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Surreal Things at The V&A

Surrealism is one of the most familiar art movements and works by Dali, Magritte and Miro among the best known in 20th century art, but the current show at the V&A concentrates on less familiar aspects of this influential and enduringly popular movement. Called ‘Surreal Things,’ it focuses on the surrealist object and the effect of the movement outside the fine art world; on fashion, advertising, theatre and interior design.

The exhibition begins with a recreated set design by Giorgio di Chirico for ‘The Ball’, a ballet staged in 1929 by the Ballet Russe, which was famous for commissioning set and costume designs from leading avant-garde artists. Di Chirico’s ‘metaphysical’ paintings of the early 1900s were hailed as prototypes for surrealism and greatly influenced Dali’s work. Also on show are weird and wonderful designs for other ballets by Miro and Andre Masson.

A central concept of surrealism was the combination or juxtaposition of unrelated objects or images, either by chance, randomness or through the suggestion of dreams, in order to create new, unexpected meanings. At first this was done in writing and painting but then the surrealists took Marcel Duchamp’s idea of the ‘readymade,’- a man-made object selected by the artist from the real world and elevated to the status of art by virtue of that selection. Several examples of Duchamp’s readymades are featured in the show. The surrealists combined seemingly unrelated objects in ways which suggest new possibilities – like Dali’s telephone with a plaster lobster instead of a handset, Oscar Dominguez’s wheelbarrow upholstered in plush velvet like a piece of luxury furniture, or, my favourite, Meret Oppenheim’s table supported on long, elegant bird’s legs, suggesting that it might strut away at any moment.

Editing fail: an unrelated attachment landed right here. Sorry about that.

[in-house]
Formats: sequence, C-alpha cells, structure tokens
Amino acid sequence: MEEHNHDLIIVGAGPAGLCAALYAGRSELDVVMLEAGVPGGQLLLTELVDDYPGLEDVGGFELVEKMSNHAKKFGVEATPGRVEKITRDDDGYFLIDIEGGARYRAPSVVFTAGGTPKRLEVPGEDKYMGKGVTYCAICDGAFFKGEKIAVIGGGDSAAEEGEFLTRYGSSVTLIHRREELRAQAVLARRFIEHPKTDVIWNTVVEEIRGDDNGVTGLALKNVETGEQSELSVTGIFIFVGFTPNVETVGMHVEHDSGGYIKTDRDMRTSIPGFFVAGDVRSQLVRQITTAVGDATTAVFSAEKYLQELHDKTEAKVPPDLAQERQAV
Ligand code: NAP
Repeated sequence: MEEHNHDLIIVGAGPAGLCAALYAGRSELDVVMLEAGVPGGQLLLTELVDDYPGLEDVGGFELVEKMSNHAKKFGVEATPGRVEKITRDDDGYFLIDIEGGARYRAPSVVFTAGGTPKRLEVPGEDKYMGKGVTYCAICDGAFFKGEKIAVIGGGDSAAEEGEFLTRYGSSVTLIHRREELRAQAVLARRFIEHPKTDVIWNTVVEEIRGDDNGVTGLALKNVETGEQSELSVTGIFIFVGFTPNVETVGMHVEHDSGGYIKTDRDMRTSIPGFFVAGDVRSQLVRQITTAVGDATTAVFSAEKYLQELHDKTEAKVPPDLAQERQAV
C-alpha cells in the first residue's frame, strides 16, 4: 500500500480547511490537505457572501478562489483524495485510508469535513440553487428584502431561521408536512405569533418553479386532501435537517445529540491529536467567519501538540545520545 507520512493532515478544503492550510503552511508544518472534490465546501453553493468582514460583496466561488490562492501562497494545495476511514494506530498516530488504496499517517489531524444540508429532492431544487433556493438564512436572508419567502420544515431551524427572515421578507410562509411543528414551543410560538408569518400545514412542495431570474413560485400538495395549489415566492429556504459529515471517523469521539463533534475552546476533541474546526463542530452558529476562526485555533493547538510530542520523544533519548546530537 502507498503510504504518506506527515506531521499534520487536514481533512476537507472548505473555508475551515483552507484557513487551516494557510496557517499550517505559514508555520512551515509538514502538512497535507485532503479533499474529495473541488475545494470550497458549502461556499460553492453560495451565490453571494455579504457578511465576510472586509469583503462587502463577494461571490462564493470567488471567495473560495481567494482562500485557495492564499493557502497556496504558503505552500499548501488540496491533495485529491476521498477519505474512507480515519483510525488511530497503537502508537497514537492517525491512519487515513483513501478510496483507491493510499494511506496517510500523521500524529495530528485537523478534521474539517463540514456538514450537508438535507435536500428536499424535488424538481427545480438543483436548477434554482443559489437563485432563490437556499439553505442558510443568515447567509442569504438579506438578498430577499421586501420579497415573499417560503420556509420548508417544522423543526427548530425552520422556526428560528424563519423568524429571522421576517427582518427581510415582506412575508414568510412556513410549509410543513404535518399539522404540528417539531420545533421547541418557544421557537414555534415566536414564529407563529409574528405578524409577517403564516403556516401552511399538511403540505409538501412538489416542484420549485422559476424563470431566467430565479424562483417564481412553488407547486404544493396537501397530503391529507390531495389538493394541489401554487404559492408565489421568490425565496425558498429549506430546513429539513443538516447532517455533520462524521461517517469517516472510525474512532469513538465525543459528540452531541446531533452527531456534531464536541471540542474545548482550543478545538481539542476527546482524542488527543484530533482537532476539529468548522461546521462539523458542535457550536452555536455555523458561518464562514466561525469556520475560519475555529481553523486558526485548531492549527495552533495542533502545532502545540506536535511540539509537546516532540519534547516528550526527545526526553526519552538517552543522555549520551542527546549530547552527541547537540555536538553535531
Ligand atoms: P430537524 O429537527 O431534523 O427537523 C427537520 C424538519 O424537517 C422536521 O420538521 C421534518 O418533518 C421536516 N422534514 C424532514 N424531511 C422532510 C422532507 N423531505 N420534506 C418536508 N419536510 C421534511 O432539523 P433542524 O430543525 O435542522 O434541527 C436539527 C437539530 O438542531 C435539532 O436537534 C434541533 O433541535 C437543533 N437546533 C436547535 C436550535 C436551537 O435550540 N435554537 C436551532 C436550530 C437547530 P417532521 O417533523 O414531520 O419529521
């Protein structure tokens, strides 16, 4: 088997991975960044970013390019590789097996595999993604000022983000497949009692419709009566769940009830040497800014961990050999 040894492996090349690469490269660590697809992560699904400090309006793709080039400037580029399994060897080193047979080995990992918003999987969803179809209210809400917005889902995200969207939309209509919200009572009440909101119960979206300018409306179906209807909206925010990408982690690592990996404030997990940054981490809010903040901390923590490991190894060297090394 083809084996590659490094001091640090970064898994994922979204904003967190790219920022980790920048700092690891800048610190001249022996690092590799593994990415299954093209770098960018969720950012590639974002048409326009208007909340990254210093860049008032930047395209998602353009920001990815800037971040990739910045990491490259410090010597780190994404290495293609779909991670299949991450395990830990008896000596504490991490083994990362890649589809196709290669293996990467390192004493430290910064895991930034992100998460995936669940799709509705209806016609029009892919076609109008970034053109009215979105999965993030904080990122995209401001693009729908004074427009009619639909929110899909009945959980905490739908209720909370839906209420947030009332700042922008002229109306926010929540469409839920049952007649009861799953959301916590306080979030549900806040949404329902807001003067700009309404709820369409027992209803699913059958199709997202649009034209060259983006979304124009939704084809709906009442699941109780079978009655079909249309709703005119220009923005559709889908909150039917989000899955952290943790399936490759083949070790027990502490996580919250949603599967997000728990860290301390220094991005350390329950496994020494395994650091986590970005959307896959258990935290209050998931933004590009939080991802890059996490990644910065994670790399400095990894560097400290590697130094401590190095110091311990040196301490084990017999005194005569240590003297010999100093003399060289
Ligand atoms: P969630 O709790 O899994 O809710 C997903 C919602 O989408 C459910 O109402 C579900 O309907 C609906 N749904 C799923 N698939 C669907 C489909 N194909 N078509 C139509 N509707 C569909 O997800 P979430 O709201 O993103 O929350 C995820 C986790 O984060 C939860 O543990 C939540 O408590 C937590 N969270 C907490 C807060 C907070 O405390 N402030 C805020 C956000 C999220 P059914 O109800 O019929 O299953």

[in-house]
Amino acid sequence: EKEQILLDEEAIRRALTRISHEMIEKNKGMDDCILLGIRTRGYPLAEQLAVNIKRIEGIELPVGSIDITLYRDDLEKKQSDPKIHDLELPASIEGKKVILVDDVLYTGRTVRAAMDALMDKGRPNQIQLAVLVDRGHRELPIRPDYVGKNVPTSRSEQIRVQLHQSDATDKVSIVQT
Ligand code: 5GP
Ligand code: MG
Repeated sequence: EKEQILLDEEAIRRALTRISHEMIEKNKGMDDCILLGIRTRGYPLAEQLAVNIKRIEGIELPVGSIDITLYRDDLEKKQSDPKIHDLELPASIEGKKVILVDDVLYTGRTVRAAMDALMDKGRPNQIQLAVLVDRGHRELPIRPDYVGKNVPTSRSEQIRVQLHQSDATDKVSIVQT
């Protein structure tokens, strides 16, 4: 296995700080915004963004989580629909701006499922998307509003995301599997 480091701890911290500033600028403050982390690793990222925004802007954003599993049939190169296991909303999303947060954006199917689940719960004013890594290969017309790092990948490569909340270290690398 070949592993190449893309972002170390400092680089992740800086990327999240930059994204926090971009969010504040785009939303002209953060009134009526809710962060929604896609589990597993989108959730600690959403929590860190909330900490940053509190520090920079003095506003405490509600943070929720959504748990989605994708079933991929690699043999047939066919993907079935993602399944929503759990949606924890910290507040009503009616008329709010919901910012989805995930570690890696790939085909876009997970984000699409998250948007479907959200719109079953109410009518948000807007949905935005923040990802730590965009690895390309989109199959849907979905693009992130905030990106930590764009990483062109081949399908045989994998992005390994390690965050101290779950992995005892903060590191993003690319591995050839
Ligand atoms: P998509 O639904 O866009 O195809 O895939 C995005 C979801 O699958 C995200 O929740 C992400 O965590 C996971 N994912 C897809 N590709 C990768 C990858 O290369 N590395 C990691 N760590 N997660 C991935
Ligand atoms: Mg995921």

The natural world was an important source of ideas and images – a metaphor for the ‘unconscious’- the primitive and irrational side of our consciousness which the surrealists wanted to tap into. In particular, they developed what was dubbed ‘biomorphism’ – organic, amoeba-like shapes that suggest, but never quite define, plants, animals, humans, even machines, sometimes all at once. These feature most strongly in the work of Miro and Masson and fed into the world of design, especially in the USA after most of the surrealists moved there to get away from World War Two. There are several examples of fabric design and blobby looking furniture in what the Americans called ‘freeform’ style.

Surrealism began as a politically radical, left wing movement, like Dada, from which it grew. Not surprisingly, some of its members kept aloof from its increasing commercialisation during the 1930s. Others however were happy to cross over into the world of advertising and the applied arts, particularly fashion design, since the human body, especially the female body, was so central to their work. At a notorious exhibition in Paris in 1938, the artists tried to outdo each other in adorning a female shop mannequin with ‘ready-made’ accessories, eroticising and fetishising the body and equating art with a shop window display. Several examples have been recreated for the exhibition. There are also lots of dresses, improbable hats and creations in fur on show as well as jewellery. My favourite was Dali’s Ruby Lips brooch, taking literally the metaphor of pearly white teeth, surrounded by glittering rubies. Fashion and fashion photography were the main ways in which the surrealists’ fixation with the body became commercialised. Through fashion photography, cover designs for Vogue and advertising, surrealist imagery gained popular currency and its influence persists in the way advertising today grabs our attention with strange and unexpected juxtapositions or transformations of familiar objects.

The exhibition continues at the V&A, London until 22 July.

--Mark Beesley, May 2007

More info

For more information about the Surreal Things exhibition, images from the show, and details of opening times, etc, see the V&A web site: www.vam.ac.uk

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